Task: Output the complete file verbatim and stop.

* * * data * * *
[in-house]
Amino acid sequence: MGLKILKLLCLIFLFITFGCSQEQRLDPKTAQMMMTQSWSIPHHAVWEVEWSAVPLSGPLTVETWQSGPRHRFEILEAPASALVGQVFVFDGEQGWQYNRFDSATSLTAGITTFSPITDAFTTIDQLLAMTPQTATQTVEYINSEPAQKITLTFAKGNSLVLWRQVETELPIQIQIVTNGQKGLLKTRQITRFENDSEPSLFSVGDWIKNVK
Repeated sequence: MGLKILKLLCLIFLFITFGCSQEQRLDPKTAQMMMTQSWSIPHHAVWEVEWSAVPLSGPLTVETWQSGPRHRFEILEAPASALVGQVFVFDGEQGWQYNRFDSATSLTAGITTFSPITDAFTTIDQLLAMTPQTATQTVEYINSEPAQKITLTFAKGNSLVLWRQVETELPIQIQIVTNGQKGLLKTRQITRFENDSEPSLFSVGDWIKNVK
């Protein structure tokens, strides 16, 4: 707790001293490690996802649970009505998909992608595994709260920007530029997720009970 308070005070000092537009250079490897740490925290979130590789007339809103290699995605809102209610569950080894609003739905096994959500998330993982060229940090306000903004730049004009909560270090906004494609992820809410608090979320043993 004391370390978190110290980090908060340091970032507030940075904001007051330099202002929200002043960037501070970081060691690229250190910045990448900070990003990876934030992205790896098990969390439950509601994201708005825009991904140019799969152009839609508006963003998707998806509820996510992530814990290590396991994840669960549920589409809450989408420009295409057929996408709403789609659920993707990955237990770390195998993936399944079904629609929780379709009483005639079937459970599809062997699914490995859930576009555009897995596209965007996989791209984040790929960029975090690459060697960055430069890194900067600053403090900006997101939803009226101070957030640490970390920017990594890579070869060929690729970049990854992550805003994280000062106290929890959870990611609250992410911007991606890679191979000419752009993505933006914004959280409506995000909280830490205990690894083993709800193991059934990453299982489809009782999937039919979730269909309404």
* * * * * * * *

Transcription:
[in-house]
Amino acid sequence: MGLKILKLLCLIFLFITFGCSQEQRLDPKTAQMMMTQSWSIPHHAVWEVEWSAVPLSGPLTVETWQSGPRHRFEILEAPASALVGQVFVFDGEQGWQYNRFDSATSLTAGITTFSPITDAFTTIDQLLAMTPQTATQTVEYINSEPAQKITLTFAKGNSLVLWRQVETELPIQIQIVTNGQKGLLKTRQITRFENDSEPSLFSVGDWIKNVK
Repeated sequence: MGLKILKLLCLIFLFITFGCSQEQRLDPKTAQMMMTQSWSIPHHAVWEVEWSAVPLSGPLTVETWQSGPRHRFEILEAPASALVGQVFVFDGEQGWQYNRFDSATSLTAGITTFSPITDAFTTIDQLLAMTPQTATQTVEYINSEPAQKITLTFAKGNSLVLWRQVETELPIQIQIVTNGQKGLLKTRQITRFENDSEPSLFSVGDWIKNVK
């Protein structure tokens, strides 16, 4: 707790001293490690996802649970009505998909992608595994709260920007530029997720009970 308070005070000092537009250079490897740490925290979130590789007339809103290699995605809102209610569950080894609003739905096994959500998330993982060229940090306000903004730049004009909560270090906004494609992820809410608090979320043993 004391370390978190110290980090908060340091970032507030940075904001007051330099202002929200002043960037501070970081060691690229250190910045990448900070990003990876934030992205790896098990969390439950509601994201708005825009991904140019799969152009839609508006963003998707998806509820996510992530814990290590396991994840669960549920589409809450989408420009295409057929996408709403789609659920993707990955237990770390195998993936399944079904629609929780379709009483005639079937459970599809062997699914490995859930576009555009897995596209965007996989791209984040790929960029975090690459060697960055430069890194900067600053403090900006997101939803009226101070957030640490970390920017990594890579070869060929690729970049990854992550805003994280000062106290929890959870990611609250992410911007991606890679191979000419752009993505933006914004959280409506995000909280830490205990690894083993709800193991059934990453299982489809009782999937039919979730269909309404």